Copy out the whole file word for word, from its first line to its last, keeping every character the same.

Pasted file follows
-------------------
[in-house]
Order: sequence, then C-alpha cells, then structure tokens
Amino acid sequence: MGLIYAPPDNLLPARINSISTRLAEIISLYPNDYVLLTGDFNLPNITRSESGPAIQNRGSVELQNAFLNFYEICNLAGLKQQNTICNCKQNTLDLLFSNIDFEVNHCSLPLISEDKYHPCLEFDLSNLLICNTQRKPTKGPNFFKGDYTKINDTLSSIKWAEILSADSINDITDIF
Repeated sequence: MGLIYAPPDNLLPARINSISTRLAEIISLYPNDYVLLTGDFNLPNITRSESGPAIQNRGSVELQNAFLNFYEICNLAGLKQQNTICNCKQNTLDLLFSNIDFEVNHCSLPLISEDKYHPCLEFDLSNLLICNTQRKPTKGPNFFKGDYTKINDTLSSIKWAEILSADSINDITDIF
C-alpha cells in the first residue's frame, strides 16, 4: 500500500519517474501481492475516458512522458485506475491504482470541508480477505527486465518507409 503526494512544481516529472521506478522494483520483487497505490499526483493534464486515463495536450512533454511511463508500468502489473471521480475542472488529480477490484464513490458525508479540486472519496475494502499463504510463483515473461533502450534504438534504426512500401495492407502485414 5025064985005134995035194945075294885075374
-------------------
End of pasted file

[in-house]
Order: sequence, then C-alpha cells, then structure tokens
Amino acid sequence: MGLIYAPPDNLLPARINSISTRLAEIISLYPNDYVLLTGDFNLPNITRSESGPAIQNRGSVELQNAFLNFYEICNLAGLKQQNTICNCKQNTLDLLFSNIDFEVNHCSLPLISEDKYHPCLEFDLSNLLICNTQRKPTKGPNFFKGDYTKINDTLSSIKWAEILSADSINDITDIF
Repeated sequence: MGLIYAPPDNLLPARINSISTRLAEIISLYPNDYVLLTGDFNLPNITRSESGPAIQNRGSVELQNAFLNFYEICNLAGLKQQNTICNCKQNTLDLLFSNIDFEVNHCSLPLISEDKYHPCLEFDLSNLLICNTQRKPTKGPNFFKGDYTKINDTLSSIKWAEILSADSINDITDIF
C-alpha cells in the first residue's frame, strides 16, 4: 500500500519517474501481492475516458512522458485506475491504482470541508480477505527486465518507409 503526494512544481516529472521506478522494483520483487497505490499526483493534464486515463495536450512533454511511463508500468502489473471521480475542472488529480477490484464513490458525508479540486472519496475494502499463504510463483515473461533502450534504438534504426512500401495492407502485414 5025064985005134995035194945075294885075374